Published on: Huffington Post | Common Dreams | AlterNet.

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Monday, October 5, 2015

Feel the Bern? Or Feel the System?

Many "progressives" are coming out in waves to offer their support for Democratic presidential nominee, Bernie Sanders.

What do you think?

Our take- Bernie is probably the most progressive person to run under a major party platform, ever. That said, as these conversations are ongoing do you believe in the current political system enough to support it, meaning do you vote?

And if you do, do you vote on party lines?

The question is essential because many true progressives argue that Democrats and Republicans are nothing but different sides to the same coin, one perhaps a little less evil than the other. We also know that there are even better parties and people to support, like Jill Stein and the Green Party.

However, does it really matter who the president is? it not the political system that empowers the economic reality of the U.S. that is most at fault for empowering continued oppression, and marginalizing people of color, the poor, the environment, and anything that gets in the way of "growth"?

As the presidential debates kick up, educate yourself, as always, on the totality of issues at play. Our perspective here is that until the flawed, nondemocratic system of governance employed by the U.S. changes and/or is obliterated to to reflect the actual reality that all that matters is the planet and its people, it does not matter who is in charge of the executive branch.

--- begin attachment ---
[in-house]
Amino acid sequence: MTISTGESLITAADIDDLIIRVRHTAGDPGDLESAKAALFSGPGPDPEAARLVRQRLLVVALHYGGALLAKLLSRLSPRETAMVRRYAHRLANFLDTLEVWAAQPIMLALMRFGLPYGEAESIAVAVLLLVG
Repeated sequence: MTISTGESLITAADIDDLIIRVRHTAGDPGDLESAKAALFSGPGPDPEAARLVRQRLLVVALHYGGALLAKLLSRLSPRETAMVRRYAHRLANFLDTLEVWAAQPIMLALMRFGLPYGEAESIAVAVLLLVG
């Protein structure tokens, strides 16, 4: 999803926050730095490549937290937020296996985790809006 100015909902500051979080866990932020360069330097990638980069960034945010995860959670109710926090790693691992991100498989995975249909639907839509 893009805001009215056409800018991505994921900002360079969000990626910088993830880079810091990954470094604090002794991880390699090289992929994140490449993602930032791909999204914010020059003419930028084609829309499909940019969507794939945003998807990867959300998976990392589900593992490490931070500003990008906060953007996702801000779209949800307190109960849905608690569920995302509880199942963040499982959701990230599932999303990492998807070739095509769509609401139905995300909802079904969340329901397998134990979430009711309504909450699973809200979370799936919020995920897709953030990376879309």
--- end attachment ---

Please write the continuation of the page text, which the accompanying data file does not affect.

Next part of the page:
Many choose to not vote so as to not support this inherently flawed system. At the same time, no matter what, this system impacts us all, so others try and vote for third parties, for those who more closely reflect their political hopes and dreams. Still more folks are theorizing something else...

Let me tell you, achieving peace, justice and sustainability through the current political framework in this country with capitalism in charge is laughable. Bernie does not truly critique capitalism, but he at least gives it some shit. But I'll tell you what, if he became president, let's see what he can do. Yes, the House and Senate matters too, but does it?  The point to meditate on is no matter who takes those seats, under this system, true well-being for all can not be achieved. Something else must take it's place...or keep supporting Bernie. He is pretty rad for another white male in a position of power, but in your true faith for hope in this world, will he really bring about the change that's necessary? can he? can this system? Should we start talking about the other person in the media spotlight and all his hate towards people of color, immigrants, women and the Earth...

Open your mind, don't be fooled into thinking the world HAS to be this way...

In Solidarity.

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Monday, September 28, 2015

Is Pope Francis Really THAT Important?

Pope Francis just left the United States (U.S.) after an almost weeklong visit that has caused quite a stir across the country, and the world. The Pope visited major cities, and even shrugged off a meeting with Congressional leaders to visit and serve homeless folks. However, the biggest take away's not only from his visit to the U.S. but since he has assumed the roll of Pope has been to critique capitalism, offer an apology for faith based colonial attacks on Indigenous people, and most recently to call out the failure of the prison industrial complex.